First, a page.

Improve Work-Life Balance
The issue of work-life balance is showing up more often as an action item from employee engagement surveys. Too much work is not good for employees or their companies. Yet most employees of high growth companies report feeling overwhelmed by an unsustainable culture of long work hours and exhibit noticeably unhealthy and unbalanced work habits.
The Definition of Work-Life Balance
As a general concept, work-life balance can be defined as the state of equilibrium between one’s career demands and the demands of one’s personal life. But who is to say where that happy balance exists? The perfect balance differs from person to person and from one stage of life to another.
We certainly know the signs when our own work-life balance is out of whack. We feel stressed; our work suffers; our relationships are strained; and even our health is threatened. Yet achieving better balance is a huge challenge these days with technology making us accessible 24/7.
Forbes reports that 94% of professionals put in over 50 hours per week, and a Harvard Business School survey found almost 50% of employees work more than 65 hours a week. Those hours tend to increase dramatically for companies in the start-up and high-growth phases. Does this make sense?
It kind of depends.
While many jobs are highly demanding, all-consuming, and frenzied, working long hours is not highly correlated to success at work.
The 2 Big Work-Life Balance Questions
The two questions most of our HR clients are asking boil down to:
- Individual Responsibility
What can we do as individuals to achieve a more satisfying balance between personal and professional priorities?
- Company Responsibility
What role should a company play in helping their employees improve work-life balance?
As an Individual
The good (and maybe hard to hear) news is that many work-life balance problems are self-inflicted. Employees with high levels of self-awareness, clear priorities, defined boundaries, and effective time management skills rarely feel out of balance at work. Here is how they get balanced:
- Take Stock
Set aside some time (a challenge in itself) to figure out what is causing the stress in your life and evaluate how it is affecting your overall wellbeing. Causes can vary from spending too much time at work to an upsetting situation on the home front. Only you can determine the source of a serious imbalance and, if necessary, re-set priorities.
What are your personal and professional goals? What, ultimately, fulfills you? Are your work habits seriously damaging your relationships, health, and overall wellbeing?
- Examine Your Choices and the Tradeoffs
Identify what matters most to you and look at what changes you could make for a healthier work-life balance. All of us lead very busy lives. Our schedules are full, and the demands on our time are seemingly infinite.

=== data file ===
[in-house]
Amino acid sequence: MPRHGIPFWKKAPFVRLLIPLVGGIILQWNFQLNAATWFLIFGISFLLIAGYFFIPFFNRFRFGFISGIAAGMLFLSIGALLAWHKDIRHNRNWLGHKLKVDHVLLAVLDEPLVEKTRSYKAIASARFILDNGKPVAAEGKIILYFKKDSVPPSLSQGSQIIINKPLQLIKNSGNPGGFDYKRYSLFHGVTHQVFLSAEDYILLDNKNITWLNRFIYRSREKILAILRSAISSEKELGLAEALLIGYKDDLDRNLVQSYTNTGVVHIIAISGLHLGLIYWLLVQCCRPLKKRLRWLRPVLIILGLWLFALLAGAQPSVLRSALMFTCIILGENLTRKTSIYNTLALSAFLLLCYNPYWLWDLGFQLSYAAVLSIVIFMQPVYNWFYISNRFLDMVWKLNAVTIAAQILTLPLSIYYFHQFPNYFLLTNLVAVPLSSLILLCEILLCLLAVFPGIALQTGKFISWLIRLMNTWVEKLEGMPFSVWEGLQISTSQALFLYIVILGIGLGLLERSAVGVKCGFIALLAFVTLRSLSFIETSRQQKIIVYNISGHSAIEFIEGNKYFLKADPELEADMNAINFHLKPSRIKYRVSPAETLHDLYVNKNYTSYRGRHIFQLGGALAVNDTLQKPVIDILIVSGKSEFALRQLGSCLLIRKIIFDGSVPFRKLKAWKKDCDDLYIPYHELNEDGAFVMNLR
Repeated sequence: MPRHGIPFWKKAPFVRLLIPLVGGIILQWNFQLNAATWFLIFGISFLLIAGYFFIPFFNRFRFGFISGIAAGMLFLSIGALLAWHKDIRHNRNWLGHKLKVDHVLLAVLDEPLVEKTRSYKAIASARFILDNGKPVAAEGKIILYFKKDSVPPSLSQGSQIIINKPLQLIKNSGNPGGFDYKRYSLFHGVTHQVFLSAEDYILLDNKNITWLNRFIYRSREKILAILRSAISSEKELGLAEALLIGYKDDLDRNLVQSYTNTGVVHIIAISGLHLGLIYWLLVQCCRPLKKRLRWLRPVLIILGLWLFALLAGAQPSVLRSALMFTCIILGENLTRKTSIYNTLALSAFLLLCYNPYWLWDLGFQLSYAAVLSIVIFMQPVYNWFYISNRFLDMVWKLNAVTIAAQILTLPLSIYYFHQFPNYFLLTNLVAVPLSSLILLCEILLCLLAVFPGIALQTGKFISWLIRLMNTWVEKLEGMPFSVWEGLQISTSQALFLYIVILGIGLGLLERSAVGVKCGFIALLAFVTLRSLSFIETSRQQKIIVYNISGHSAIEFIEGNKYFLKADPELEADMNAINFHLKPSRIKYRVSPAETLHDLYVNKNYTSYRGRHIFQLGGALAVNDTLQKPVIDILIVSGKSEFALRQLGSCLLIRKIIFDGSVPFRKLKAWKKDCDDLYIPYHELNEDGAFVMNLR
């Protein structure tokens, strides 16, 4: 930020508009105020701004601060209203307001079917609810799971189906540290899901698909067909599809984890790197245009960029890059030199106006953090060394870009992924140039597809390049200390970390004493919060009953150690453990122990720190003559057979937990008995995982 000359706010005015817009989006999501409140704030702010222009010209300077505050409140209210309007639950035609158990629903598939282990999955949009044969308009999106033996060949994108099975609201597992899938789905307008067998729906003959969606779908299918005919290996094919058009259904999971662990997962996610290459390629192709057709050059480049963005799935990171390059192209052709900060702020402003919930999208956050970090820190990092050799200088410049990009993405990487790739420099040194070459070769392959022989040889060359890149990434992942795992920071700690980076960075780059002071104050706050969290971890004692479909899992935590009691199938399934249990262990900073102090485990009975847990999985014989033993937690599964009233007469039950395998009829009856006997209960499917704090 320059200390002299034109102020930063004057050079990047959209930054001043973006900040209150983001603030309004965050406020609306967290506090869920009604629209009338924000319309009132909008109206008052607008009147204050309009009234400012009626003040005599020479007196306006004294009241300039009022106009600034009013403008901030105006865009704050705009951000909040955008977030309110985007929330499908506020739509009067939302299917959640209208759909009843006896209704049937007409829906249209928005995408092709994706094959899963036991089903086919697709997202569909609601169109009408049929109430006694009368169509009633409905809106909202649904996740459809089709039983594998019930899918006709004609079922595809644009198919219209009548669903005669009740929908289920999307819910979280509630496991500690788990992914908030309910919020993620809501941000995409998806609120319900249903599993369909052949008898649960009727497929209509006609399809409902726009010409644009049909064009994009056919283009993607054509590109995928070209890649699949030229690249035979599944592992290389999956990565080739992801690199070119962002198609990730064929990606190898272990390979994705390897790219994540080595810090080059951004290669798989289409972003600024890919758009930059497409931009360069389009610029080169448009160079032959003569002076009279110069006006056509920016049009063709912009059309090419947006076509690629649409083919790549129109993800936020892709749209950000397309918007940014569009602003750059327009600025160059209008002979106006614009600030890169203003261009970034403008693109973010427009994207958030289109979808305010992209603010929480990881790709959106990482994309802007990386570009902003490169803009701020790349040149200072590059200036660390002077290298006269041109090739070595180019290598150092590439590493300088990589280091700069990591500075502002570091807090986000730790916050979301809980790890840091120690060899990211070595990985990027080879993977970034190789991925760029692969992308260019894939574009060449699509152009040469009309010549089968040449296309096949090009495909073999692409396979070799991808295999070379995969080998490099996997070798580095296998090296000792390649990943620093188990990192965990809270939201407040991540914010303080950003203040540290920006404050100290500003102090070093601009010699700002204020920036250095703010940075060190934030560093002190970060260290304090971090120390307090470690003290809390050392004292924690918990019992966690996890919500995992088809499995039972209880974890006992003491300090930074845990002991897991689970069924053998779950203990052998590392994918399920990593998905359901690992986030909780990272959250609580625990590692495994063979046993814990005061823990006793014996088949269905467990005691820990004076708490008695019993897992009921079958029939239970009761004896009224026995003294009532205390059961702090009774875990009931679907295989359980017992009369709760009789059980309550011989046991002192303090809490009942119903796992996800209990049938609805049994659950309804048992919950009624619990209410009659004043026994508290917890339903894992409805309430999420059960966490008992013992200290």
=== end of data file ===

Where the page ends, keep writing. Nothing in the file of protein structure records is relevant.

Most people are willing to sacrifice if the goals and rewards are meaningful enough. What do you have to gain and what do you have to lose?
- Take Action
Trim the time-consuming and unsatisfying activities from your life. Focus on what you are good at and what you value most. Work with partners and colleagues to help you adjust your priorities. Take one step at a time to be more likely to be successful and stay the course.
You will know you are headed in the right direction when you are intentionally prioritizing and reprioritizing how you spend your time in a way that is aligned with what matters most to you personally and professionally.
As a Company
What is a company’s responsibility to its employees vis-à-vis work life balance? We know that strong, healthy workplace cultures and highly engaged employees promote business success. But just as individuals define work life balance differently, so do companies. A lot has to do with their size, their maturity, their competition, their strategy, and their culture.
Though small companies may find it easier to accommodate different employee work schedules, they are also more dependent on everyone executing their critical role and wearing many hats. As for maturity, young companies may be under greater pressure than large organizations to scramble in order to make their mark and succeed. Just think what it takes a start-up to survive. In terms of competition, there are few companies who own their market; organizations of all sizes must compete in order to grow. And then there’s culture.
Companies like Cisco and Salesforce are both in the top ten of Fortune’s Best Companies to Work For. But it is not because their employees work fewer hours. They care about their workers in other ways. Cisco, for instance, offers generous paid time off for a new baby in the family, extended coverage of counselors and psychologists, and free anxiety and depression screening. Salesforce places great value on diversity and inclusion.
The Bottom Line
Work-life balance is not a fixed point, but one that shifts according to unique individual and organizational needs, wants, and demands. What is a worthwhile ride for one person may not make sense for another. We believe that individuals should take charge of their own wellbeing, and that companies should create a healthy environment that allows employees to perform at their peak in a way that aligns with their desired corporate culture.
To learn more about how to improve work-life balance, downloadThe Top 10 Most Powerful Ways to Boost Employee Engagement